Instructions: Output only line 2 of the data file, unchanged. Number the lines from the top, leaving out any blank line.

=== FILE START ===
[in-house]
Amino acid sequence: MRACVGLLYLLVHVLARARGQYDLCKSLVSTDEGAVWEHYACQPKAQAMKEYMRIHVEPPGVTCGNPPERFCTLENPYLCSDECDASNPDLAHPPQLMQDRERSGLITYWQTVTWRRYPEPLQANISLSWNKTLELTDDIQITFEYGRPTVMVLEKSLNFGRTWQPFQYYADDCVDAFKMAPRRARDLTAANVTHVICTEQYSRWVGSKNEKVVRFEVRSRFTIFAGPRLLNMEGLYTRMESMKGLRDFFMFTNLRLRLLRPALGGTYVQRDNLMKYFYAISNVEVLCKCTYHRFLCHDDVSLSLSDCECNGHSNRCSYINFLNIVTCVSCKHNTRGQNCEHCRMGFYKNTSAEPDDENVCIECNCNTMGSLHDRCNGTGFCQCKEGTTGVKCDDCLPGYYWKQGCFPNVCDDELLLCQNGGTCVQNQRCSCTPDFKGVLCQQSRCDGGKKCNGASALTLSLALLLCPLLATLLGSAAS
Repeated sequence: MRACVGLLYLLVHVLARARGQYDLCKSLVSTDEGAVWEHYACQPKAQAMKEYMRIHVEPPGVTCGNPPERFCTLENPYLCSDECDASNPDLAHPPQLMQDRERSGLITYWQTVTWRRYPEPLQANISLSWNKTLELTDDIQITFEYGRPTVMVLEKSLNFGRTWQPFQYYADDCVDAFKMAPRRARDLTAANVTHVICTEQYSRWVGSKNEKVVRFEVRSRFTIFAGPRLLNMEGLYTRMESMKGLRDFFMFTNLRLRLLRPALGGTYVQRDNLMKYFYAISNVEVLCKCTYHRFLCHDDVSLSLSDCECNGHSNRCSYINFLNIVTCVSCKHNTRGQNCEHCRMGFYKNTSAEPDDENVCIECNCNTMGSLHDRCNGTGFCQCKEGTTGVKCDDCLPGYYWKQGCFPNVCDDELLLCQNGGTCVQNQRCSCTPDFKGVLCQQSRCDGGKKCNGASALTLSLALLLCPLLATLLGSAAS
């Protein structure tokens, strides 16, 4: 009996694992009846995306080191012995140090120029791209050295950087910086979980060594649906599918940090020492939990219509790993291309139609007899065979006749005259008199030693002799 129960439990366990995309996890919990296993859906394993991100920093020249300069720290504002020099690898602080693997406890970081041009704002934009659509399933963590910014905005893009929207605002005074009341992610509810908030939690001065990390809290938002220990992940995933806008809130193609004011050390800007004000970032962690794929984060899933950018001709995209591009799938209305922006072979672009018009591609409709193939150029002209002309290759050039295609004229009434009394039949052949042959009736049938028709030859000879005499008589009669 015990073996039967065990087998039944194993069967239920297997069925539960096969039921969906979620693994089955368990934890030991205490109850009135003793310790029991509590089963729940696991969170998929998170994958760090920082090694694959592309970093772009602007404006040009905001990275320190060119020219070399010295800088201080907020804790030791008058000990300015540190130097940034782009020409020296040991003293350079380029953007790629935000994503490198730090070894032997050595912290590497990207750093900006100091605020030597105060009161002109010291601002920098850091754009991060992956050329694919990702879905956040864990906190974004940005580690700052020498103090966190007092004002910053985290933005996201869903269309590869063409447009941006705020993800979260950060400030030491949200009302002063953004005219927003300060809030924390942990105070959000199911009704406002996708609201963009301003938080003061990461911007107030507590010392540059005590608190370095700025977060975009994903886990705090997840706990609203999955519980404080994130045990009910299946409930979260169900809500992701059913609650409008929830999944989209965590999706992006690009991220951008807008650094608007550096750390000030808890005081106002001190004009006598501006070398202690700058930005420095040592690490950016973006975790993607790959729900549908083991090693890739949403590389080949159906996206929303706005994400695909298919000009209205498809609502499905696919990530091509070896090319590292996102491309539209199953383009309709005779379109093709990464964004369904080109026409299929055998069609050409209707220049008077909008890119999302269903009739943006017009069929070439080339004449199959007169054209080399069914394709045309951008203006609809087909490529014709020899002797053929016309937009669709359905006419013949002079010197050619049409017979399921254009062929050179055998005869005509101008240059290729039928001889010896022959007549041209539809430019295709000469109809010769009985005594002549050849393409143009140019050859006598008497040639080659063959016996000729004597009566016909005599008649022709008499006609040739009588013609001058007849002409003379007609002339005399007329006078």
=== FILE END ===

Amino acid sequence: MRACVGLLYLLVHVLARARGQYDLCKSLVSTDEGAVWEHYACQPKAQAMKEYMRIHVEPPGVTCGNPPERFCTLENPYLCSDECDASNPDLAHPPQLMQDRERSGLITYWQTVTWRRYPEPLQANISLSWNKTLELTDDIQITFEYGRPTVMVLEKSLNFGRTWQPFQYYADDCVDAFKMAPRRARDLTAANVTHVICTEQYSRWVGSKNEKVVRFEVRSRFTIFAGPRLLNMEGLYTRMESMKGLRDFFMFTNLRLRLLRPALGGTYVQRDNLMKYFYAISNVEVLCKCTYHRFLCHDDVSLSLSDCECNGHSNRCSYINFLNIVTCVSCKHNTRGQNCEHCRMGFYKNTSAEPDDENVCIECNCNTMGSLHDRCNGTGFCQCKEGTTGVKCDDCLPGYYWKQGCFPNVCDDELLLCQNGGTCVQNQRCSCTPDFKGVLCQQSRCDGGKKCNGASALTLSLALLLCPLLATLLGSAAS